Your 1099-R tax Form
In January, the retirement office mailed 1099-R forms to benefit recipients. You will need this form when you file your income tax return. The 1099-R provides information for the 2004 calendar year, including (Box 1) total gross distributions, (Box 2A) total taxable amount, and (Box 5) health insurance premiums paid. Taxes withheld are listed in Boxes 4 and 10. If you have questions, give us a call.

Deferred Comp Plan Changes—Update
Effective November 30, 2004, and after careful review of the 457 Deferred Compensation Plan, the Vermont State Employees’ Retirement System (VSERS) Board added eight new investment options and discontinued five mutual funds and three profile portfolios. Participants in the eight discontinued investment options were then directed or “mapped” to the new replacement investment options. The mutual funds were discontinued because of their long-term performance and other factors that no longer met the criteria established in the Board’s Investment Policy. The profile portfolios were replaced because the Board felt that “age-based” lifecycle funds were more appealing to participants and better addressed asset changes as we grow older. (Continued on page 3)

VOLU ME 5, ISSUE 1

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STRAIGHT FROM THE BOOK

(continued from page 1)

For example, if a member takes two weeks of leave without pay for military duty, the service credit that the member receives for that fiscal year may be reduced because of the off-payroll status unless the Retirement Office has received proper notification. The annual statement should always be thoroughly reviewed, and if there appears to be a discrepancy or question about the service credit, the Retirement Office should be contacted immediately.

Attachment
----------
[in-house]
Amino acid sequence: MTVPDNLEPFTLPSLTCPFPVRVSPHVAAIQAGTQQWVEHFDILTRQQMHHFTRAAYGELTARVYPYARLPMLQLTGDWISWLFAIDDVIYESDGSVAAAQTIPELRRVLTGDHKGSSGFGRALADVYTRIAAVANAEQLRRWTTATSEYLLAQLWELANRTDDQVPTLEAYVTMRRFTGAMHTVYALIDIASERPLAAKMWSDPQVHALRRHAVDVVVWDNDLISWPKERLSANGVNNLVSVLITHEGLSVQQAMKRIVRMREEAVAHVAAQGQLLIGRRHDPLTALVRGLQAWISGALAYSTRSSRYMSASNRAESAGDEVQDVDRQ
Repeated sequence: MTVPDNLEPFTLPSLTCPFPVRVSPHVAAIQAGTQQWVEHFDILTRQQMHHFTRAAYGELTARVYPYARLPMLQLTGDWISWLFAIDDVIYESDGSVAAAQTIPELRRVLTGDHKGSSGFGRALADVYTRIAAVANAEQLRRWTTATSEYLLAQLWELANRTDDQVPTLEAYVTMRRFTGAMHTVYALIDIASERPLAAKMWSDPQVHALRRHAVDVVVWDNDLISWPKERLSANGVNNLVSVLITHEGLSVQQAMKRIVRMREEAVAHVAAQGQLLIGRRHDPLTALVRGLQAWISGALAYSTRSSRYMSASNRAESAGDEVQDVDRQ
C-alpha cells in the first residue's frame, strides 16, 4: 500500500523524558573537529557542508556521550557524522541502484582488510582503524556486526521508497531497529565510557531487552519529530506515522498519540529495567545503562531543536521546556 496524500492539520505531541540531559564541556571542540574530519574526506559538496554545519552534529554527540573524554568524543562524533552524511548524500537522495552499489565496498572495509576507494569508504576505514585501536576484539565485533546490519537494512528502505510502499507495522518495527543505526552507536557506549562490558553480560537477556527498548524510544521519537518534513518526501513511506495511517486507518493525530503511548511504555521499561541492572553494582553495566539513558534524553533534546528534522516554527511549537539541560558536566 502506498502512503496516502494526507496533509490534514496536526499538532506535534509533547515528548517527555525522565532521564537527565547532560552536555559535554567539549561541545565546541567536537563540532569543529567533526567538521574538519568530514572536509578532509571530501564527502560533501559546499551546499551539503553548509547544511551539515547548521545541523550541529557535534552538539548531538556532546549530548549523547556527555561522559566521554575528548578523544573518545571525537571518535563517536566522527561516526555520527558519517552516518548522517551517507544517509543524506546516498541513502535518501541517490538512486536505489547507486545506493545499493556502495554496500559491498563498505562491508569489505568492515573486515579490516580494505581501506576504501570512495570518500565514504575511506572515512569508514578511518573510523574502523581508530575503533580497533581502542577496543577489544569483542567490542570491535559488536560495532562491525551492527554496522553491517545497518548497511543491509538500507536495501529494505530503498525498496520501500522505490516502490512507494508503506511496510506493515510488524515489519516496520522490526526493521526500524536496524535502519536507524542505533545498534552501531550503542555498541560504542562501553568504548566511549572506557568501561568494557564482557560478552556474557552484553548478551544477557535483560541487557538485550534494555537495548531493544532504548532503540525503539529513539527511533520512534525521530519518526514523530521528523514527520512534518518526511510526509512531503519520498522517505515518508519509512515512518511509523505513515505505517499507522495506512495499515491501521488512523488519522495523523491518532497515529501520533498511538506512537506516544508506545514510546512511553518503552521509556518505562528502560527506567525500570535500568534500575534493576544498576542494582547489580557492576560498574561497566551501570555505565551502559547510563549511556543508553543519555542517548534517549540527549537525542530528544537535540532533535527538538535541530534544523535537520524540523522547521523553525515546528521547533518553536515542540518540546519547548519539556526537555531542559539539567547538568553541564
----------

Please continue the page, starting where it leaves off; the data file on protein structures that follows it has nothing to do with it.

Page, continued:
APPROVED LEAVE OF ABSENCE
After July 1, 2000, if you take an approved leave of absence for purposes other than for professional study, service credit shall be restored upon payment of the contributions that you would have made into the system had you been employed during your absence.

If you have questions or require more information, please contact the Retirement Office at any time.

Retirement Board of Trustees Chair: Warren Whitney, VSEA Members: Jeb Spaulding, Vice-Chair State Treasurer James Reardon, Commissioner Dept. of Finance & Management Linda McIntire, Commissioner Dept. of Human Resources Richard Johannesen, Governor’s Appointee William Harkness, VSEA Robert Hooper, VSEA Janice Abair, VRSEA Catherine Simpson, Alternate (VSEA) Wayne Calderara, Alternate (VRSEA)
Director of Retirement Systems: Cynthia L. Webster 133 State Street, 2nd Floor Montpelier, Vermont 05633-6901 828-2305 or 800-642-3191 (In-State) Retiring Times is published by the Vermont State Employees’ Retirement System. Editor: Donna Holden troops until all our Vermont service men and women are home. If you and your co-workers would like to join us in the effort, please contact Donna Holden at 802-828-3708 for information. Our hope is that these gifts, greeting cards, and notes make someone far away feel a little bit better and a little closer to home.

FY 2004 ACTUARIAL DATA
On October 25, 2004, the system’s actuary, David Driscoll of Mellon Consultants, provided the Board of Trustees with a report of the FY’04 actuarial data. Among other interesting facts about your retirement system, you might like to know there are 8,079 active members at the average age of 44.37 years, with an average 11.97 years of service in the system. Retired members total 3,833, of which 314 are disability and 453 are beneficiaries of deceased members. To view the entire report, please visit the Treasurer’s Web site.

457 Changes

(continued)

Project Gratitude